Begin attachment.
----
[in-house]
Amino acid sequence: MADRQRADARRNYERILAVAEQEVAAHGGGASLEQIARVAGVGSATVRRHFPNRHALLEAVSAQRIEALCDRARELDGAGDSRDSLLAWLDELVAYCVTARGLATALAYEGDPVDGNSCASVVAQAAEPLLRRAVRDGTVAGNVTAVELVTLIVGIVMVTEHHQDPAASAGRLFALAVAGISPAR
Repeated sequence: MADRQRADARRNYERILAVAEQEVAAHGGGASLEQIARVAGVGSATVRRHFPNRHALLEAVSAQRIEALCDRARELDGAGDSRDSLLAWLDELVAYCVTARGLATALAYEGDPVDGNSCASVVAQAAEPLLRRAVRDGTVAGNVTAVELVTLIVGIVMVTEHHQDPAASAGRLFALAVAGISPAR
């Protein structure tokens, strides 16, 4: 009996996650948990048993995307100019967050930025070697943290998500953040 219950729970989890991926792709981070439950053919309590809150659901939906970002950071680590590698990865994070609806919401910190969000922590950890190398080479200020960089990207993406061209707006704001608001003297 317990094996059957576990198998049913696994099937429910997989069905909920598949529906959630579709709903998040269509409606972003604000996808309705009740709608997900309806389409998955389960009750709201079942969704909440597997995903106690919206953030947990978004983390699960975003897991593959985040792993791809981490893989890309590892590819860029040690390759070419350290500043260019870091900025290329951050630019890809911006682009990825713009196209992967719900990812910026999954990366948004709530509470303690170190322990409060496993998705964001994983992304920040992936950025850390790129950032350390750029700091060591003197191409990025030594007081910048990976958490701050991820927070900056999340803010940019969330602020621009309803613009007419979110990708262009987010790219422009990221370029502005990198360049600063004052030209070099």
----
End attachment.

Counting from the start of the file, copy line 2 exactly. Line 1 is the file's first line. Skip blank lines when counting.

Amino acid sequence: MADRQRADARRNYERILAVAEQEVAAHGGGASLEQIARVAGVGSATVRRHFPNRHALLEAVSAQRIEALCDRARELDGAGDSRDSLLAWLDELVAYCVTARGLATALAYEGDPVDGNSCASVVAQAAEPLLRRAVRDGTVAGNVTAVELVTLIVGIVMVTEHHQDPAASAGRLFALAVAGISPAR